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Columns

  • A morning in Sunset Beach for a shellfish cause

    Confession time: I’ve never eaten an oyster.

    In season one of one my all-time favorite shows, “Dirty Jobs with Mike Rowe,” Mike went to South Carolina to harvest oysters with Ed Palmer in Folly Creek. “Now here’s the thing: some point in our history, some guy — like you — wandered around and opened something like this up, and looked in there and saw that and said, ‘Yeah, yeah, that’s what I want to eat,’” Mike told Ed, gesturing toward the oyster meat on a freshly opened shell.

  • God and recovery: can you have one without the other?

    By Joshua Torbich

    Guest Columnist

    Recently, I spoke with a select group of students and faculty at the University of North Carolina at Wilmington. It wasn’t anything out of the ordinary, just a 30-minute presentation about the opioid epidemic and the impact it’s having in southeastern North Carolina.

    At the conclusion of my presentation, I went into the foyer where a number of organizations had resource tables set up offering information to those in attendance.

  • Hospitals should do the right thing for their staff as well as their patients

    By Tom Siemers

    Guest Columnist

    All patients who enter the doors of Dosher Memorial Hospital in Southport rightly expect to receive high-quality care in a safe, clean environment, but I’d wager that few patients in any hospital consider whether it is also safe and clean for the medical professionals who provide that care.

  • District 17 House update

    By Rep. Frank Iler

    Guest Columnist

    Last week in the North Carolina General Assembly, committees were meeting virtually every day, discussions were beginning on the budget adjustments and new security measures were being installed.

    Interim and select committees were finishing their business, in preparation for the beginning of the short session May 16. Two committees on which I serve met April 25 and 26.

  • Former paper struggles to fight the good fight

    Last Friday, I trekked up to Florence, S.C., for an overdue annual checkup with my doctor (and to figure out the next step for tackling my more frequent and persistent migraines). After getting a new prescription and having blood drawn to gauge how all my other meds are working, I decided to surprise my best friend Tracy at her office.

    We met when we both worked at the Morning News — she in prepress, me in the newsroom — when the press was in a back lot on Railroad Avenue and the offices were on South Irby Street.

  • District 17 House update

    By Rep. Frank Iler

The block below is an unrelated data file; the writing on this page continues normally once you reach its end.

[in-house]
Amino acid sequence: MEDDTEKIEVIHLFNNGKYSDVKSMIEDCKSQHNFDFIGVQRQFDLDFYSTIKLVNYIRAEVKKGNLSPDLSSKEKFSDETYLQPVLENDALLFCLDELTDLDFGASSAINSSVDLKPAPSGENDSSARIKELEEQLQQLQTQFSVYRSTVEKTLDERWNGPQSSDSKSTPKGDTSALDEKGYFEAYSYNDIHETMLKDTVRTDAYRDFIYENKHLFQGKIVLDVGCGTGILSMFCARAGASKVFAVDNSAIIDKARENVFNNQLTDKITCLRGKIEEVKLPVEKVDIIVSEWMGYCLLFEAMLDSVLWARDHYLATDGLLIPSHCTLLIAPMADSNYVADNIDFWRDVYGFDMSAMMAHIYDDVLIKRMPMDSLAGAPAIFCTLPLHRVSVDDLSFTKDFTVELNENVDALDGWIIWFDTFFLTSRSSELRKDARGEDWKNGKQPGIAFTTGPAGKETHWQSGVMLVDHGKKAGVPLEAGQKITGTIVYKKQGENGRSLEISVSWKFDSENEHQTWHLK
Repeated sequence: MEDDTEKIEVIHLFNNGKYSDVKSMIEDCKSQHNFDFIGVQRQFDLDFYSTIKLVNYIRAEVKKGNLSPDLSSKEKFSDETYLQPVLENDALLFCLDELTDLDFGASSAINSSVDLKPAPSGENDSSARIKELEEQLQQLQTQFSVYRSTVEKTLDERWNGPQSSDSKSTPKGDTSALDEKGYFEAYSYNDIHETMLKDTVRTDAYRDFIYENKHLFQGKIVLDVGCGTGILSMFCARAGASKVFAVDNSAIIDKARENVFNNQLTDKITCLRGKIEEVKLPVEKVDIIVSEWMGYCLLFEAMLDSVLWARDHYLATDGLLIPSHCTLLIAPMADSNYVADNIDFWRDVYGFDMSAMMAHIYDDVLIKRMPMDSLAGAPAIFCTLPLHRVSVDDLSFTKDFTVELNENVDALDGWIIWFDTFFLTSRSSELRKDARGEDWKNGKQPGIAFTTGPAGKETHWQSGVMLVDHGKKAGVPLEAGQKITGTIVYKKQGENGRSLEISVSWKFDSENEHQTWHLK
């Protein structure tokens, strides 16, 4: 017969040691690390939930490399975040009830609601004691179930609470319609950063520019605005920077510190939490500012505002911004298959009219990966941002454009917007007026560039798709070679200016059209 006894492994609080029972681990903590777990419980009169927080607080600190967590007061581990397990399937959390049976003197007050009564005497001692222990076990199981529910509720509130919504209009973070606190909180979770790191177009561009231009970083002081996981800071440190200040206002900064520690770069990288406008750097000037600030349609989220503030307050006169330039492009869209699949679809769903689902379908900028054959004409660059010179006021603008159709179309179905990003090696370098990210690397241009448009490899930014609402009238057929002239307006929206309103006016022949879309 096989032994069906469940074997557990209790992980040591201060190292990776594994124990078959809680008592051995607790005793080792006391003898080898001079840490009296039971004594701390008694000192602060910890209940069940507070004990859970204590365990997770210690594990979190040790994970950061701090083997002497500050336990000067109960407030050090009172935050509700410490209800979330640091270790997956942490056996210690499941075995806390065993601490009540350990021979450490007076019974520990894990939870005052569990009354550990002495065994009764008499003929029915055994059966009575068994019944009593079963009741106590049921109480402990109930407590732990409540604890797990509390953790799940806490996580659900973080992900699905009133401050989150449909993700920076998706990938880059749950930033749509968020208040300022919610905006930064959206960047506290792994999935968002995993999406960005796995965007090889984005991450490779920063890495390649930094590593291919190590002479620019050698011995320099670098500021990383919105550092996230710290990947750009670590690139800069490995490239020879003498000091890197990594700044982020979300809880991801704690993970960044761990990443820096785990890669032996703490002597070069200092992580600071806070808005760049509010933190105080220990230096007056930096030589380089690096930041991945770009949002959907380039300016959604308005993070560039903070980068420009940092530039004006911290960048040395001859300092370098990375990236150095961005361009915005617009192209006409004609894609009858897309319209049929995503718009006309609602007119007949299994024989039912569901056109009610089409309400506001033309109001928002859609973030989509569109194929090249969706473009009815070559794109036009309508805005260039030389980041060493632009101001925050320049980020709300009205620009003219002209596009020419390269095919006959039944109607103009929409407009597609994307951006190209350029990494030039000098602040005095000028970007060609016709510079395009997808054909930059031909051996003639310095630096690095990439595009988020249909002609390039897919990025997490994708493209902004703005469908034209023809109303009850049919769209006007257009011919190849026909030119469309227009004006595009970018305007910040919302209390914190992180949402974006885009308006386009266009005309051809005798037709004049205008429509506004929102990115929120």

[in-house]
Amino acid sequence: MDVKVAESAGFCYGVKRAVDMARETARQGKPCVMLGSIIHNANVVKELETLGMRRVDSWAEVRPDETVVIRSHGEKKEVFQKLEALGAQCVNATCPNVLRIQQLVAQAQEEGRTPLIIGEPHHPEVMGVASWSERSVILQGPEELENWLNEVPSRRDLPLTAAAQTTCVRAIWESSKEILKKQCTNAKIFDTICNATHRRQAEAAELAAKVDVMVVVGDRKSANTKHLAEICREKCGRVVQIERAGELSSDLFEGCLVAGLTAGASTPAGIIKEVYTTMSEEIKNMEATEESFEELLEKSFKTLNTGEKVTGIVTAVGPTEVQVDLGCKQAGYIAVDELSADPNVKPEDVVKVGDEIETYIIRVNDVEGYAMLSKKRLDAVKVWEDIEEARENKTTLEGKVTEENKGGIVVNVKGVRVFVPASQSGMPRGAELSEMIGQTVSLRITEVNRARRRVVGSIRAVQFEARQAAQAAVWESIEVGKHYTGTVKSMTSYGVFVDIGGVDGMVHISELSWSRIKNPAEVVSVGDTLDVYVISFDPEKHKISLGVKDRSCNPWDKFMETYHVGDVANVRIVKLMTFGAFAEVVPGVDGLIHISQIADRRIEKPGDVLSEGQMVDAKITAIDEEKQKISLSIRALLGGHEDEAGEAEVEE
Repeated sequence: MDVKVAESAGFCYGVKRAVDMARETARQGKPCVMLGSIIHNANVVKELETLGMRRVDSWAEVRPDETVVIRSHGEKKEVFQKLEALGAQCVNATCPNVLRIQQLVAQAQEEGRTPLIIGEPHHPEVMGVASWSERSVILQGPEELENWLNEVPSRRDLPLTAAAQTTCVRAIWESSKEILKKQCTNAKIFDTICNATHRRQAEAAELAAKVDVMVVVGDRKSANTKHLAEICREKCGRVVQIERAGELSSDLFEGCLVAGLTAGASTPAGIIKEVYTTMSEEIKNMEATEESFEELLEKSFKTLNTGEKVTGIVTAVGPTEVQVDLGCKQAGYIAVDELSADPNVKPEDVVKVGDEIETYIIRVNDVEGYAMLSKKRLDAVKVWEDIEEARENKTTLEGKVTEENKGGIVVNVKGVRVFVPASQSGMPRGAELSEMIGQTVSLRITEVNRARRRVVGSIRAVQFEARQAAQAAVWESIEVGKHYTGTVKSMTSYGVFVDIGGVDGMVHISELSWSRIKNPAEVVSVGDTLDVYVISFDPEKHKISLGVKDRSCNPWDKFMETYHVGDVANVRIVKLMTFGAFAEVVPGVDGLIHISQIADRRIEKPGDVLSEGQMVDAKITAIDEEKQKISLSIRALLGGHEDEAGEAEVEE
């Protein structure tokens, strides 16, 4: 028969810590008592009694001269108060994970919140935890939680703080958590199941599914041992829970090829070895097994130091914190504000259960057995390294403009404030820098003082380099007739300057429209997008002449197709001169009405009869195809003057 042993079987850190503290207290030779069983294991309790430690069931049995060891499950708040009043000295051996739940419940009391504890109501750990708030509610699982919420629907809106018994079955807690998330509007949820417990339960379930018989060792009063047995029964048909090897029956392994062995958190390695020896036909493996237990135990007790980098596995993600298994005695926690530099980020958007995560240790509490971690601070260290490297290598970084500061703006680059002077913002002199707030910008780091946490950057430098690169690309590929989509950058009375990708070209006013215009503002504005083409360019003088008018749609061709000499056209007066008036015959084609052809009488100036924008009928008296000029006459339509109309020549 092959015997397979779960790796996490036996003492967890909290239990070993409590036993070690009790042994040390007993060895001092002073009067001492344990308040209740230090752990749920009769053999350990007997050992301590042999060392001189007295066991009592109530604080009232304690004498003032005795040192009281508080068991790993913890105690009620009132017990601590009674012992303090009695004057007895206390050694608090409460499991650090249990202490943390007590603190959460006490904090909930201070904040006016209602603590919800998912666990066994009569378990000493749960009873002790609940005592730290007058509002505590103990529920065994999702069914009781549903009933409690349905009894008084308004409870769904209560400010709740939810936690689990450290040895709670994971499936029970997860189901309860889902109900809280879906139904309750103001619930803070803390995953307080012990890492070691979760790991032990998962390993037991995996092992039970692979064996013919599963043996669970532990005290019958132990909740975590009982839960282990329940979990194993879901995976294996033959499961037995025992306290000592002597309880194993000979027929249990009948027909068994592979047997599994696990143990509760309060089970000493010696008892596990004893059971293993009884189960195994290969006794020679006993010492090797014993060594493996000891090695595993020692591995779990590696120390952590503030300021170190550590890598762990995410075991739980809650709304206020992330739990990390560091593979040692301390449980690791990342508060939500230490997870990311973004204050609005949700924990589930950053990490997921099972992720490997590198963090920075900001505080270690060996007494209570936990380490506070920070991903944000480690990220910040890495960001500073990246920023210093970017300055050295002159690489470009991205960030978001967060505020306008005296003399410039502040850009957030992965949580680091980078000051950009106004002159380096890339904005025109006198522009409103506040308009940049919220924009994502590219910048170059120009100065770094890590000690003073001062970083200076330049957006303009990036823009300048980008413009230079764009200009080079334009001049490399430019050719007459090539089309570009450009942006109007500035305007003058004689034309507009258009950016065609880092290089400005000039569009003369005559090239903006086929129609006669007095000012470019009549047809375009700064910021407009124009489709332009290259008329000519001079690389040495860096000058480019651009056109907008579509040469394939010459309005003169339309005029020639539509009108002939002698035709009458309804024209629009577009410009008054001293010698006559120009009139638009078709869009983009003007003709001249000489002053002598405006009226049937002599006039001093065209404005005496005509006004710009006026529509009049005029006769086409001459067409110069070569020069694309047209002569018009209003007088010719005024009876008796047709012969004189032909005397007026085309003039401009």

Guest Columnist

    A highlight of last week at the North Carolina General Assembly was

    a meeting of a work group of the House Select Committee on School Safety. The School Physical Safety Work Group met April 17 to work on immediate solutions to make our schools as safe as possible. The other work group is working on long-term solutions such as psychologists and counselors.

  • Don’t fall for the quick fix

    By Josh Stein

    Guest Columnist

    Spring cleaning sometimes leads to spring home repairs. Updating or fixing your home can be stressful. There are many decisions to make and, of course, you want to make sure that any work done on your home is done well and lasts.

  • Chamber involvement builds community connections

    Tuesdays in the Beacon newsroom are production days, crunch time for getting the week’s news together. It’s when deadlines bear down on us to get pages to our press in Charleston, S.C., on time, even as we cover meetings, elections or any other stories that break that day. Odds are I’ll have had at least enough time for a nap between the time I leave work late Monday and the time I return a few hours later to put it all into gear.

  • This is a call for cookies

    Last week’s edition of The Brunswick Beacon had a notice announcing the Girl Scouts North Carolina Coastal Pines scouts who sold the most cookies in this area this year.

    It went on to say the Coastal Pines Girl Scouts average number of boxes sold per girl was 261.

    I want to send this message out to the second- or third-place finisher or, heck, even the winner if she is looking to clean up again next year.

    If you want to increase your sales, don’t overlook the Beacon, or its staff. Or more specifically, me.

  • You decide: What is causing the stock market to worry?

    By Dr. Mike Walden

    Guest Column

    I’m fond of telling this story about the late Nobel

    Prize-winning economist Milton Friedman. At one of his public lectures, Friedman was asked to give a forecast for the stock market. Before answering, the heralded economist said he had developed a model for predicting the stock market, and he had recently re-calibrated the model using the latest information; therefore, he had fresh forecasts.